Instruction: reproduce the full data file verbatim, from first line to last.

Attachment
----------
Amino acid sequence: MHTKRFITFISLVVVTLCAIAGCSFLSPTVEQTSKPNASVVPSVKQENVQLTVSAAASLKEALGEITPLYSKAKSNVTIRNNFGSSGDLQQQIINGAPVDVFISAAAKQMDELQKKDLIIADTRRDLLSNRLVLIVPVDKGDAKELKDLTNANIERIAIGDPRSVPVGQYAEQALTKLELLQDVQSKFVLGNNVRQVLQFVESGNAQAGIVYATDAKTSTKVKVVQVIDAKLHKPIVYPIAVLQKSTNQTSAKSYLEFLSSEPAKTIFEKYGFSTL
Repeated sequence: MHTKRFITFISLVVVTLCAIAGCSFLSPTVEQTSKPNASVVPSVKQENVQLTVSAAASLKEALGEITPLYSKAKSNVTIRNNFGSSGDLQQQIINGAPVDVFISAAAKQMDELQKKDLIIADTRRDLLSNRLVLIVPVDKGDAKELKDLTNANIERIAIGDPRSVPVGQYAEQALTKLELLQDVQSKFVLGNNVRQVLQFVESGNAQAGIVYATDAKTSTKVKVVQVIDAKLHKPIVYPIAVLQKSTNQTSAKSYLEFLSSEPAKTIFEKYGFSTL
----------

Amino acid sequence: MHTKRFITFISLVVVTLCAIAGCSFLSPTVEQTSKPNASVVPSVKQENVQLTVSAAASLKEALGEITPLYSKAKSNVTIRNNFGSSGDLQQQIINGAPVDVFISAAAKQMDELQKKDLIIADTRRDLLSNRLVLIVPVDKGDAKELKDLTNANIERIAIGDPRSVPVGQYAEQALTKLELLQDVQSKFVLGNNVRQVLQFVESGNAQAGIVYATDAKTSTKVKVVQVIDAKLHKPIVYPIAVLQKSTNQTSAKSYLEFLSSEPAKTIFEKYGFSTL
Repeated sequence: MHTKRFITFISLVVVTLCAIAGCSFLSPTVEQTSKPNASVVPSVKQENVQLTVSAAASLKEALGEITPLYSKAKSNVTIRNNFGSSGDLQQQIINGAPVDVFISAAAKQMDELQKKDLIIADTRRDLLSNRLVLIVPVDKGDAKELKDLTNANIERIAIGDPRSVPVGQYAEQALTKLELLQDVQSKFVLGNNVRQVLQFVESGNAQAGIVYATDAKTSTKVKVVQVIDAKLHKPIVYPIAVLQKSTNQTSAKSYLEFLSSEPAKTIFEKYGFSTL